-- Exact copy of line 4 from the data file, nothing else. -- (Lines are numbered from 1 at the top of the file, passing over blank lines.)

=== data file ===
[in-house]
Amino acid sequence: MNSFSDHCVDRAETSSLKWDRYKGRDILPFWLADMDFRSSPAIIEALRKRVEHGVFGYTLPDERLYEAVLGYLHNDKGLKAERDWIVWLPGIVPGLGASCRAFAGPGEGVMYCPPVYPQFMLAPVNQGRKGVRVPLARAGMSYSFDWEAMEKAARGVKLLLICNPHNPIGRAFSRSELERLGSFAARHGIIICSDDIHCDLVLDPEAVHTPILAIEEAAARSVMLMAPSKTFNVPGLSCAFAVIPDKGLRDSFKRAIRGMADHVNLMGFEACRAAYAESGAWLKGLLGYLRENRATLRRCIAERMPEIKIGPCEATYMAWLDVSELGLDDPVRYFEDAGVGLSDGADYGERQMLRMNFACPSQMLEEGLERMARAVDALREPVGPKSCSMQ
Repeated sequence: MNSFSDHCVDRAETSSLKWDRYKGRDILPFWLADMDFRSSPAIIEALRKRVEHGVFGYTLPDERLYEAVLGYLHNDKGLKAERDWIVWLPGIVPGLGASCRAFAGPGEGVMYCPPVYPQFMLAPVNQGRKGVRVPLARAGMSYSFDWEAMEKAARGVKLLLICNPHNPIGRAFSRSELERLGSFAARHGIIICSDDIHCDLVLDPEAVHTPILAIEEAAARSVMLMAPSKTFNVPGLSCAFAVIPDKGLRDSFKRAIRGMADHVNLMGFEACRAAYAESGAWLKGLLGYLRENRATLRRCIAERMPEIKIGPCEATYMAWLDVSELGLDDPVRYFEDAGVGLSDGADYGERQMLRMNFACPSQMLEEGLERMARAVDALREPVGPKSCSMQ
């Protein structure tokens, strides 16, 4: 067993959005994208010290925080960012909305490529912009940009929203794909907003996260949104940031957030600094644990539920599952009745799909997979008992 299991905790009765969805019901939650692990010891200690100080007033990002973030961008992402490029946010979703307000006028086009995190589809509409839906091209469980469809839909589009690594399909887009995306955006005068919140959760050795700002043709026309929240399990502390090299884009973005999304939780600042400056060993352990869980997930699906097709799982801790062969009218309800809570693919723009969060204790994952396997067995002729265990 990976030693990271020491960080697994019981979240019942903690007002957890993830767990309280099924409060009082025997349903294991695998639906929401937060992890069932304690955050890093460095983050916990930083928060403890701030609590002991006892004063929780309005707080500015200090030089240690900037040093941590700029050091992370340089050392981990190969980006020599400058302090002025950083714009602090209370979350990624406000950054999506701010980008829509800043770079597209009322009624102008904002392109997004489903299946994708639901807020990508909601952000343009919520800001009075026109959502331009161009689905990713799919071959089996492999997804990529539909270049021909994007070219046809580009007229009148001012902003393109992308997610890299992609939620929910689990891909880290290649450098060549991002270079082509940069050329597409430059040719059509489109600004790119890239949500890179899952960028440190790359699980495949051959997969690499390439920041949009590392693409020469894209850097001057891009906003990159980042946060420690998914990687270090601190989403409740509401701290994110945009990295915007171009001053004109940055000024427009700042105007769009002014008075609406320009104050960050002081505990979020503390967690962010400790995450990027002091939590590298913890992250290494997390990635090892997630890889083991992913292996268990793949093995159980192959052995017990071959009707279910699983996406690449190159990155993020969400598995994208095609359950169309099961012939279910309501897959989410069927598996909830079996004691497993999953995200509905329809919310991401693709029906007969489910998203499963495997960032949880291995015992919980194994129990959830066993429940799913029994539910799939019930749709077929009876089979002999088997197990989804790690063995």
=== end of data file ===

């Protein structure tokens, strides 16, 4: 067993959005994208010290925080960012909305490529912009940009929203794909907003996260949104940031957030600094644990539920599952009745799909997979008992 299991905790009765969805019901939650692990010891200690100080007033990002973030961008992402490029946010979703307000006028086009995190589809509409839906091209469980469809839909589009690594399909887009995306955006005068919140959760050795700002043709026309929240399990502390090299884009973005999304939780600042400056060993352990869980997930699906097709799982801790062969009218309800809570693919723009969060204790994952396997067995002729265990 990976030693990271020491960080697994019981979240019942903690007002957890993830767990309280099924409060009082025997349903294991695998639906929401937060992890069932304690955050890093460095983050916990930083928060403890701030609590002991006892004063929780309005707080500015200090030089240690900037040093941590700029050091992370340089050392981990190969980006020599400058302090002025950083714009602090209370979350990624406000950054999506701010980008829509800043770079597209009322009624102008904002392109997004489903299946994708639901807020990508909601952000343009919520800001009075026109959502331009161009689905990713799919071959089996492999997804990529539909270049021909994007070219046809580009007229009148001012902003393109992308997610890299992609939620929910689990891909880290290649450098060549991002270079082509940069050329597409430059040719059509489109600004790119890239949500890179899952960028440190790359699980495949051959997969690499390439920041949009590392693409020469894209850097001057891009906003990159980042946060420690998914990687270090601190989403409740509401701290994110945009990295915007171009001053004109940055000024427009700042105007769009002014008075609406320009104050960050002081505990979020503390967690962010400790995450990027002091939590590298913890992250290494997390990635090892997630890889083991992913292996268990793949093995159980192959052995017990071959009707279910699983996406690449190159990155993020969400598995994208095609359950169309099961012939279910309501897959989410069927598996909830079996004691497993999953995200509905329809919310991401693709029906007969489910998203499963495997960032949880291995015992919980194994129990959830066993429940799913029994539910799939019930749709077929009876089979002999088997197990989804790690063995």